What exactly does someone mean when they say "I'm Salafi"? Generally what they're saying is “I follow the Book of Allah and the Sunnah of His Messenger, based on the understanding and practical implementation of the Salaf as-Sālih (i.e. first three generations)”.
There are a lot of people who like to treat Salafiyyah as if it's a sect or some exclusive group. It's not and it shouldn't be treated as such. I first became familiar with Salafiyyah seven years ago. I remember thinking that it made perfect sense and that it was very self explanatory. Why shouldn't Muslims only follow the Qur'an and Sunnah. I think what turned me off was the fact that so many so-called Salafis treat it as a sect/group and spend so much time badmouthing others. They used the term "Salafi" as a tool to elevate themselves in the eyes of others. So needless to say, I didn't associate myself with Salafiyyah but identified myself simply as "I am Muslim and believe in following the Qur'an and Sunnah".
Fast forward a couple of years and doing more research, I came across Salafiyyah again. Still, I was turned off by the lack of adab many Salafi proponents exhibited, the "obsession" with badmouthing other Muslims who didn't fit their "standard" and the sheer lack of discourse and dialogue among Salafis- every question was answered with a ruling-no feelings, no humanity, no discussions or acknowledgement of the real life difficulties and stressors that come with them. In summary, I found it hard to relate to these people. They seemed to lack a lot of the attributes that many of the Sahabah had.
Fast forward a couple more years, getting married and gaining more knowledge, and my thoughts are about the same. However, I've come to accept that my problem isn't with the methodology. The problem was with the people. I will say that I agree with and follow the Salafi methodology. As a Muslim, I strive to adhere to the Qur'an and Sunnah and utilize the examples of the Sahabah, the Tabi'in and the Tabi al-Tabi'in. My husband and I generally use Salafi "sanctioned" resources when researching, attend a Salafi masjid and most of my good Muslimah friends ascribe to being Salafi. With that being said, as long as a fellow Muslimah is along the same mindset, then I'm all about being her companion. I don't believe we should tell someone that they're "off the Deen" simply because they don't claim to be Salafi but do everything accordingly nor should we assume someone is good or accept everything they say simply because they claim to be Salafi.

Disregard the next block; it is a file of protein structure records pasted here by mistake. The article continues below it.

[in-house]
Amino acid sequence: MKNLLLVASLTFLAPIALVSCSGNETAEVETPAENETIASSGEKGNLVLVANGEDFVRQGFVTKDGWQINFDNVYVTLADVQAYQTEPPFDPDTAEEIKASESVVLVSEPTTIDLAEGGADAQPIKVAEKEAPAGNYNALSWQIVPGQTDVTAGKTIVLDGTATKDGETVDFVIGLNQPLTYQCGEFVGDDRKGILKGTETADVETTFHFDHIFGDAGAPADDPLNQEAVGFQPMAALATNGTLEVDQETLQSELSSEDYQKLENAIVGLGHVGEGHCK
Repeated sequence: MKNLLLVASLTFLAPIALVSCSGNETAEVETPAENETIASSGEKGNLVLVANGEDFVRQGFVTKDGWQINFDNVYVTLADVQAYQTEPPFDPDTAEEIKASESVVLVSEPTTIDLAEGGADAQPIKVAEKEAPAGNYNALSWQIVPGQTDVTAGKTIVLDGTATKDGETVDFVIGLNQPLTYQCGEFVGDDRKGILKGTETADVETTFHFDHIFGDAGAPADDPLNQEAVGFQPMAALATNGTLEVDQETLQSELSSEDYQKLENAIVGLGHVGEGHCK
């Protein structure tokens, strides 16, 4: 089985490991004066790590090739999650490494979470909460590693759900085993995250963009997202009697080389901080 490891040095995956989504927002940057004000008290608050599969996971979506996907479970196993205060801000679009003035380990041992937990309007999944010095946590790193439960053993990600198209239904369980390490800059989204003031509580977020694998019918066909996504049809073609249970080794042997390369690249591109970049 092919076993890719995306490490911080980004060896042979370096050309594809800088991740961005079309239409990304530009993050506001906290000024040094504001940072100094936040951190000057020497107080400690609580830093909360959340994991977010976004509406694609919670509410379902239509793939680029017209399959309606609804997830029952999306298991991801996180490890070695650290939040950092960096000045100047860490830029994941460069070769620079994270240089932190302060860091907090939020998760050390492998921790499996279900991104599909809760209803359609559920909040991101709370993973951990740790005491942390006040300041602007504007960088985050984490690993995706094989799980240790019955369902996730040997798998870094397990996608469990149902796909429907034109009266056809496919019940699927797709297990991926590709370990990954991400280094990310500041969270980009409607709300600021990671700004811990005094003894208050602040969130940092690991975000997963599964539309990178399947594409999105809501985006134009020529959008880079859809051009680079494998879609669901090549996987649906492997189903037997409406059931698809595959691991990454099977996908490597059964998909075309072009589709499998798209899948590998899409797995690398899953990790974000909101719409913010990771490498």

May Allah keep us all on the straight path.
What are your thoughts on this subject? I'm very curious :D
Asalaam Alaikum Warahmatullah Wabarakatu
I'm having one of those nights where I can't sleep. The zawj is fast asleep and normally on nights like this I either call up a friend who's sure to be up, get some work done, read an article or read Qur'an. Tonight though, I decided to write.
I've been thinking a lot about friendship lately. Most who know me know that I'm not one to believe that having friends is "necessary". I enjoy meeting people and socializing at times, but I've never been one to really depend on friends. I enjoy the company occasionally and I enjoy the dialogue but if a friendship fails or doesn't grow, then fine, I move on.
I listened to two Islamic lectures in the past week that touched upon friendship. One lecture discussed the 7 under the shade of Allah and the other discussed the importance of good companions. In both lectures, the key message was that loving someone wholly for the sake of Allah and having good companions is extremely important.
Although I am fine with having friends from various backgrounds, I throughly enjoy my Muslimah friends that are on the Straight Path. Having friends who you can discuss aspects of the deen and everyday life with is so amazing. Being able to share our experience and get each other's advice on things that only a fellow Muslimah who understand allows us to share a special bond. This bond, when based off of a strong foundation in the deen, should be unbreakable.
For me, having righteous companions is something that I value. I appreciate having friends who I know will advice and steer me in the right way. I enjoy having friends that I can exchange knowledge with. Friends that will cheer me on when I'm going through something difficult but beneficial. Friends who want nothing but the best for me. Friends who, when I have kids, I'll look forward to mine playing with theirs as I know they will also be raised righteously. Friends that are kind-hearted, open-minded and are thoughtful. Friends that are always reminding you to engage in acts of Ibadah. These are the types of friends I want to surround myself with. These are the types of friends that all Muslims should strive to be and aim to have.
May we all be blessed with righteous companions.
About "Life Gems"
Welcome to another addition to "Lady_Meansie's Corner". This portion of my corner is essentially my blog. The posts will be short but packed with important reminders for fellow Muslimahs. Remember to leave your thoughts in the comments. I love engaging in dialogue with my fellow Muslimahs.